10 / 7 / 2014 3.20pm
The new 2015 NHS Pension Scheme will be introduced from 1 April 2015.
Below are the four most frequently asked questions received here at NHS Employers, which you may find useful to answer any initial queries from members. You can find more information on the new 2015 scheme, including a complete list of frequently asked questions and a useful glossary, on our pensions web pages.
Will all members move to the new scheme? No. If you were an active member of either section of the scheme on 1 April 2012 and on that date you were within 13 years and 5 months of your existing Normal Pension Age (NPA), you are subject to Protection arrangements. ALL other members will automatically move to the new arrangement from 1 April 2015 for future service only.
What happens to the current pension earned up to April 2015? The pension that members have earned up until 2015 is preserved and can be accessed in full at the current NPA. This pension will be linked to the final salary at retirement. If members have a pension age of 55 or 60, they will be required, as now, to retire and leave the pension scheme when they take their benefits. This means that members will either have to take any additional new 2015 scheme benefits with a reduction (as they are taken early) or defer taking them to a later date.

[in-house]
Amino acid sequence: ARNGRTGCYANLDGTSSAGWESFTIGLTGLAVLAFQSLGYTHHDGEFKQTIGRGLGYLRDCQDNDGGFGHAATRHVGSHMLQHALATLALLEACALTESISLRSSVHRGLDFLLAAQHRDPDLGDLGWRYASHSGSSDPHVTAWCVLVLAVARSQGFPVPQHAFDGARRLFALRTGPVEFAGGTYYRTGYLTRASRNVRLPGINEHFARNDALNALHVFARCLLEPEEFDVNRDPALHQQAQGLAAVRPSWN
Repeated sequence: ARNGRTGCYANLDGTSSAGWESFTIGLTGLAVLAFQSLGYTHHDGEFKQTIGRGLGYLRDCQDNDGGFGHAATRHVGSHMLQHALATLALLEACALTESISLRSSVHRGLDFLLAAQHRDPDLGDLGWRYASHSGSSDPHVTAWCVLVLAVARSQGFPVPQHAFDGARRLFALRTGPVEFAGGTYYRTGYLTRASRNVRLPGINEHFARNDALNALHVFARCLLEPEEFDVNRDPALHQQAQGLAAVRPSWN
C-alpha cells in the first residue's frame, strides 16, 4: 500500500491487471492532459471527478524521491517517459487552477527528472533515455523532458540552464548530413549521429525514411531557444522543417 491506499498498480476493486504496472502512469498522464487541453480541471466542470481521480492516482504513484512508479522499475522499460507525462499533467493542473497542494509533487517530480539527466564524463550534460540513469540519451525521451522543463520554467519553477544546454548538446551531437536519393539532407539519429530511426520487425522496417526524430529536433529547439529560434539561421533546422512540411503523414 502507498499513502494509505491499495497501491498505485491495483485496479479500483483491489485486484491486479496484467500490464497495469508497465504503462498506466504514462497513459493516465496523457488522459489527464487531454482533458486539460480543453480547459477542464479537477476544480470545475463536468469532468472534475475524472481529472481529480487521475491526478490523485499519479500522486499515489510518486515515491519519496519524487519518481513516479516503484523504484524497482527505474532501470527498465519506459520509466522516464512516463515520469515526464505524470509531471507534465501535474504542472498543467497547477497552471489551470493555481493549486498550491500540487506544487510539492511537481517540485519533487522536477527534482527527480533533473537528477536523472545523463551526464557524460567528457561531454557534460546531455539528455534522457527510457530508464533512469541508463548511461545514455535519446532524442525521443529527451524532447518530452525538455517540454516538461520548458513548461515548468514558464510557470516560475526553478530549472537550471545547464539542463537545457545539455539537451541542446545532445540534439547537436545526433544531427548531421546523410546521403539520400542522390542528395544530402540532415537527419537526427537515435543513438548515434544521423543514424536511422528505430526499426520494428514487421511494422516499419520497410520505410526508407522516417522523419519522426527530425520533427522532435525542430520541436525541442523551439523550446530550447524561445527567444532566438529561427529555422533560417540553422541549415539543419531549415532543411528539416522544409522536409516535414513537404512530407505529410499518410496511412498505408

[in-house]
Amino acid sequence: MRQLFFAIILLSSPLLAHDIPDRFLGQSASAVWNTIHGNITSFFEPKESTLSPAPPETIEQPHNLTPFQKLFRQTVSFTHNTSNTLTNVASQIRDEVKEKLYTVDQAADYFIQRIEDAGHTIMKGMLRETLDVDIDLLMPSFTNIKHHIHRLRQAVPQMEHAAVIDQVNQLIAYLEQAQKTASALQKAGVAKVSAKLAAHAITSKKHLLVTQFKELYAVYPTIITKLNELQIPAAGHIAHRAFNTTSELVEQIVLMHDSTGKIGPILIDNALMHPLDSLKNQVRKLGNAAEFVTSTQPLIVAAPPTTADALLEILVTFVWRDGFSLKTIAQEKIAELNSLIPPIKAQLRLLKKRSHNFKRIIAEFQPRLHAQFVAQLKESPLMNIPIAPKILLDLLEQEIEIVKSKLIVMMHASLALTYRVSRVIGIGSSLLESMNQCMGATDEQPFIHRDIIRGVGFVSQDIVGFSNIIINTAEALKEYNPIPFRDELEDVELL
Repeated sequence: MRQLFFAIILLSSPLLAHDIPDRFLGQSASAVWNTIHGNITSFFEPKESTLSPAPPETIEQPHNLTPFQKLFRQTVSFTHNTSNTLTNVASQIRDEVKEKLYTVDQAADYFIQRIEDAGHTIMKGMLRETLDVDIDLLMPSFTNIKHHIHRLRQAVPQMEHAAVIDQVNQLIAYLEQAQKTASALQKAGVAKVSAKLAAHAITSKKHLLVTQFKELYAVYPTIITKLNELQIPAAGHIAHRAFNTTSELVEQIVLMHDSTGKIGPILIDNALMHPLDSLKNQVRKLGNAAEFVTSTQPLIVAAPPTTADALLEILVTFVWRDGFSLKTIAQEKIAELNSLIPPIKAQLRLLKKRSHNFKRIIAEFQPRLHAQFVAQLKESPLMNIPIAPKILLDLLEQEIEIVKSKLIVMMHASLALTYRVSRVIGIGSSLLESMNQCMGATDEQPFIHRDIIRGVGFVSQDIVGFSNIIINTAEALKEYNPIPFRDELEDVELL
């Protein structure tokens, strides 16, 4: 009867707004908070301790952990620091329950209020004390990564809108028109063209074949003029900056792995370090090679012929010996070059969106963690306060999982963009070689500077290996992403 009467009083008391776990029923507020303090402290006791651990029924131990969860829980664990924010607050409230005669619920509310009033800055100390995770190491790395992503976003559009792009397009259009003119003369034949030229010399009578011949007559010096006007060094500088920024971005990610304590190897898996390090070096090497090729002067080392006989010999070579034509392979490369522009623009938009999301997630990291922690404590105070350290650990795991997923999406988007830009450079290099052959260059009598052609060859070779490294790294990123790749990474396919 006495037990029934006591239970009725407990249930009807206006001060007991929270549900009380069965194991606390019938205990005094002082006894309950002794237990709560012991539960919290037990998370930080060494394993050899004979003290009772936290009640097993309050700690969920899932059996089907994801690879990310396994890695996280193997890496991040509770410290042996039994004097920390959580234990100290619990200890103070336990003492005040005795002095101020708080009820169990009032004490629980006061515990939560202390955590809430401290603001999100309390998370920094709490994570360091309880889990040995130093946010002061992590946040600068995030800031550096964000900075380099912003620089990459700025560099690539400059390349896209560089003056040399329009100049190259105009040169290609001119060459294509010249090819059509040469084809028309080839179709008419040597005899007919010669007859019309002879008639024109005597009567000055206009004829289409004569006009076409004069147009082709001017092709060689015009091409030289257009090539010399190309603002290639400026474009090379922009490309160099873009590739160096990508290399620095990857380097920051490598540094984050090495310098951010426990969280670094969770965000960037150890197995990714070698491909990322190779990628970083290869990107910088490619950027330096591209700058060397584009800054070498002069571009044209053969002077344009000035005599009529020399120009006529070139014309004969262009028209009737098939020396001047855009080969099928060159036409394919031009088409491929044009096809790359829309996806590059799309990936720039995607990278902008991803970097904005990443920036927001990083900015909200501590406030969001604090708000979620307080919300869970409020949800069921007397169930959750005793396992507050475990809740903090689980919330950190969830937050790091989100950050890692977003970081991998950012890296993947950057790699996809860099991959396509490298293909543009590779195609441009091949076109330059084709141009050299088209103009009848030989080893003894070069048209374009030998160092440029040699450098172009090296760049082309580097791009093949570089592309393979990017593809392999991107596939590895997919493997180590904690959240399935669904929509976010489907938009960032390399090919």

What does the new scheme actually mean for members of the NHS Pension Scheme? Apart from those members with Protection, it is likely that members will need to work longer in order to get the same pension they would have received at 60 under the current arrangements. However, because any pension benefits earned up to 1 April 2015 will be preserved and there will be a higher accrual rate (in the 2015 scheme), if members work until their State Pension Age (SPA) they are likely to receive a bigger pension than they would have received at 60.
Example: It has been estimated that a 40-year-old member of staff moving from band 5 to band 6 over their career would have to work until around 62 to get the same pension as they would have had at 60 under the current arrangements. For the 21 year old on the same career path, the age would be 64.
What are the similarities with the current scheme? In many respects, the new scheme looks very similar to the 2008 section; ill health retirement benefits, partner, spouse and dependent children’s pensions on the death of the member and death in service benefits remain unchanged. There will also be retirement flexibilities enabling staff to take their pension and continue working and being members of the scheme, allowing for a flexible approach to mixing work and other commitments in the approach to retirement.
If you have any queries please email: email@example.com.